When negotiating forbearance agreements with borrowers, lenders should consider including a pre-petition waiver of the debtor’s right to oppose a motion for relief from the automatic stay. In a recent decision, the Northern District of Georgia Bankruptcy Court found that a pre-petition waiver of the right to oppose a motion for stay relief was enforceable. A closer examination of this opinion provides guidance to lenders and secured creditors in negotiating these provisions with borrowers.
On October 28, 2019, Judge W. Homer Drake of the Northern District of Georgia Bankruptcy Court entered an order granting a bank assignee’s motion for relief from the automatic stay. In re Orchard Hill Baptist Church Inc., Chapter 11 Case No. 19-10897-WHD (Bankr. N.D. Ga. Oct. 28, 2019). In granting the creditor relief from the automatic stay, the court placed special significance on waiver language contained within a prior forbearance agreement between the parties. Specifically, the waiver provided that in the event that a petition for relief is filed by or against the debtor, the debtor would not oppose any motion filed by the lender requesting relief from the automatic stay.
In determining whether to enforce the waiver, the court considered four factors. First, the court found that the debtor, being a sophisticated borrower, agreed to the waiver language contained within the forbearance agreement and was ultimately bound by it. Second, the court found that the waiver was adequately bargained for at the time the parties entered into the forbearance agreement. Third, the court found that no other parties would be harmed by the enforcement of the waiver, as the debtor had few other creditors, all of whom had been silent in the case. Finally, the court found that the debtor’s proposed plan was not financially feasible, as the debtor still had made no payments on its debt and failed to show how it would be able to fund its plan. Based on these factors, the court concluded that the waiver was enforceable.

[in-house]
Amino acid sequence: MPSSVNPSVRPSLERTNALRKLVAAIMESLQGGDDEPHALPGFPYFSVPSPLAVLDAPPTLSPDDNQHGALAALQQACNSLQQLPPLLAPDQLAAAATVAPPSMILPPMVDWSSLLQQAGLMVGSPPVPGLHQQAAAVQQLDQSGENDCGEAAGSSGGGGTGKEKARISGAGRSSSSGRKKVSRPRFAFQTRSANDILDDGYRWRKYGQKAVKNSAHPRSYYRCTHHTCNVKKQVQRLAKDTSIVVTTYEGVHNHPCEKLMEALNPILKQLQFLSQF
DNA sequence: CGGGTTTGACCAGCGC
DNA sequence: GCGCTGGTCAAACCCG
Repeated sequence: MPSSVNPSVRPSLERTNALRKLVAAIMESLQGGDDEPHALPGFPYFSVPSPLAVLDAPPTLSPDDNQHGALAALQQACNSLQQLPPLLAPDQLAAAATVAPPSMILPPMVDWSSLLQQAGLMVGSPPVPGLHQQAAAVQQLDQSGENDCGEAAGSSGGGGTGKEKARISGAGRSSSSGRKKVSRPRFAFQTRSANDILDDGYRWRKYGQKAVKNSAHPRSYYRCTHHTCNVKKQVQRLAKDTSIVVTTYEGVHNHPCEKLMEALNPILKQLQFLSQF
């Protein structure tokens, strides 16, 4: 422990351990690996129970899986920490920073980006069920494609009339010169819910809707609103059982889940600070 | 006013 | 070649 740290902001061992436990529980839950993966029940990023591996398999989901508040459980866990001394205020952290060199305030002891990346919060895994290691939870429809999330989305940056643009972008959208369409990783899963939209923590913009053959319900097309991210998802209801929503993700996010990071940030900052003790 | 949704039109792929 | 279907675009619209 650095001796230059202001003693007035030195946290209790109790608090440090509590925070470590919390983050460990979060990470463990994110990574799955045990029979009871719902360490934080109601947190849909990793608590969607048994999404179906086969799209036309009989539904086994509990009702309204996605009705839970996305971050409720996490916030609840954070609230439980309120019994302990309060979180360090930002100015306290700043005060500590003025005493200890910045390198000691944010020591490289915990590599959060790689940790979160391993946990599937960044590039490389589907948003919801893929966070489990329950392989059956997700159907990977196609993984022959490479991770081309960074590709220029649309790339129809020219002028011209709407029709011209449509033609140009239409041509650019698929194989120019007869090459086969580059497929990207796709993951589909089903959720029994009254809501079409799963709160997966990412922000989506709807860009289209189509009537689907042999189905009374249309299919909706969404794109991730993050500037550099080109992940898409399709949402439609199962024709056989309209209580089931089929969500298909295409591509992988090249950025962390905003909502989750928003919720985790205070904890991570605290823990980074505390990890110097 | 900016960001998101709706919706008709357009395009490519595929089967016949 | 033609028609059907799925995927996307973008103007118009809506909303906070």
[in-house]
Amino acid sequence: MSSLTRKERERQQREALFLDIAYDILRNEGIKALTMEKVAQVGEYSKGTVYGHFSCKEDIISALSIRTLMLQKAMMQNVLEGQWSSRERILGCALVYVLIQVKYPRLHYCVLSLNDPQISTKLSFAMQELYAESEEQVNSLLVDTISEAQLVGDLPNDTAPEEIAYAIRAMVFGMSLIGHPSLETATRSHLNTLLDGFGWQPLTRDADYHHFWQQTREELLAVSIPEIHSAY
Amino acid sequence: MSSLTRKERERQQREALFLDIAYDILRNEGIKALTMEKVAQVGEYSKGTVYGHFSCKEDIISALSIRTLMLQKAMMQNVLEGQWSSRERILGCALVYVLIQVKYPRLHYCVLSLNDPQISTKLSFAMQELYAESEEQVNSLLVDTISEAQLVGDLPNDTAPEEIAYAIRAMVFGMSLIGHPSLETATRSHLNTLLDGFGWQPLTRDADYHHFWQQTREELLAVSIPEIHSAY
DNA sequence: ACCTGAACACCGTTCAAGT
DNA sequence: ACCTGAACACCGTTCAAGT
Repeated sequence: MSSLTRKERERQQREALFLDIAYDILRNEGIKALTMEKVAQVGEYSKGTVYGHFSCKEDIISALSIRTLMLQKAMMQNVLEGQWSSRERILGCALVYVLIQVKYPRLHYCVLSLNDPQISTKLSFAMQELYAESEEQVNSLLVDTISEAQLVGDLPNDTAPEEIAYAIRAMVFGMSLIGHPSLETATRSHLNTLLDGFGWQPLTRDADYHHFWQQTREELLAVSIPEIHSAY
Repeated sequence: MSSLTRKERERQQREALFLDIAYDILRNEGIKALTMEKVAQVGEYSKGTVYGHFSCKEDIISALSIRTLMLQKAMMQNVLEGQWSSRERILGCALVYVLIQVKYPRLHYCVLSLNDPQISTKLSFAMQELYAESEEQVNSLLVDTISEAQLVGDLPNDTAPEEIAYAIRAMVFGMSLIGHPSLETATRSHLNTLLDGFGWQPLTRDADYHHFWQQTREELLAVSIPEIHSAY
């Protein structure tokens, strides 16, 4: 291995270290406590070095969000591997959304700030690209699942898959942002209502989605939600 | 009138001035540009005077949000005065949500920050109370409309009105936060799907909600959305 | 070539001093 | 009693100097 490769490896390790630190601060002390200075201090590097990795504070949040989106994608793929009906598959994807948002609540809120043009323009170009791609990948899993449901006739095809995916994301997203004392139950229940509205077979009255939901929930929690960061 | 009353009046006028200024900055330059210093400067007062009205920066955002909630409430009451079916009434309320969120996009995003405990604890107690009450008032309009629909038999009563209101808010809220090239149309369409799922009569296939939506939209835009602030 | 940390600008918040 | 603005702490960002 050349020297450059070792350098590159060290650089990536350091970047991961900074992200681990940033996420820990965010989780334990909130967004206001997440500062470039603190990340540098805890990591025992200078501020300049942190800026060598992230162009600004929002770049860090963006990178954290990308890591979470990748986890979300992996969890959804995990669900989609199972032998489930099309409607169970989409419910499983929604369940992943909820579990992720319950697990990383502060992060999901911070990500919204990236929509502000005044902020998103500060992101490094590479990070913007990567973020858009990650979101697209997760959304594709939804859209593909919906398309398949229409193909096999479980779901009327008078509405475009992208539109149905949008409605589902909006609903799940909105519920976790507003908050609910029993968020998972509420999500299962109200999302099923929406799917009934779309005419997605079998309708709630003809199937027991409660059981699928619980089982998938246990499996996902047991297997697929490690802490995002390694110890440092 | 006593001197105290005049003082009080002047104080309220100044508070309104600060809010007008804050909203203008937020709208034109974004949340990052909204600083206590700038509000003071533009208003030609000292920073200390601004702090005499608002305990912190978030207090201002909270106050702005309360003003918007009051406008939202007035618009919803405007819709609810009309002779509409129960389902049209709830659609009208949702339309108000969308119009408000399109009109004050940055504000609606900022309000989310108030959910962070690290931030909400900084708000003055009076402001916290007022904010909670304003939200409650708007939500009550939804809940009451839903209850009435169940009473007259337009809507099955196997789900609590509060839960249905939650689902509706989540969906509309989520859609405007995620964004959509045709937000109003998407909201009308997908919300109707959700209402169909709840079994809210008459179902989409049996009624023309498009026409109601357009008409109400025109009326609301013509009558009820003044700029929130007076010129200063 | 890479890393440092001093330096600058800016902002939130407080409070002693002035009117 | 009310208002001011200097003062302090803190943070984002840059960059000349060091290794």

Importantly, the court noted that the existence of such language does not automatically entitle a secured creditor to relief from the automatic stay. Instead, it only entitles the secured creditor the right to seek relief from the automatic stay free of any opposition by the debtor. The existence of the waiver does not constitute cause for relief in and of itself.
This important decision provides guidance to secured creditors and lenders when negotiating forbearance agreements with borrowers, and makes clear that provisions containing a waiver of the right to oppose a motion for relief from the automatic stay may be found enforceable under appropriate circumstances. Secured creditors and lenders are encouraged to consult with knowledgeable creditor rights attorneys when negotiating forbearance agreements with borrowers, and to consider the benefits of including a pre-petition waiver of the right to oppose the automatic stay. In the event of a bankruptcy filing, a pre-petition waiver provision can serve to minimize exposure, safeguard remedies, and maximize recoveries for secured creditors and lenders, all of which can afford greater protection to secured creditors and lenders in connection with loan transactions.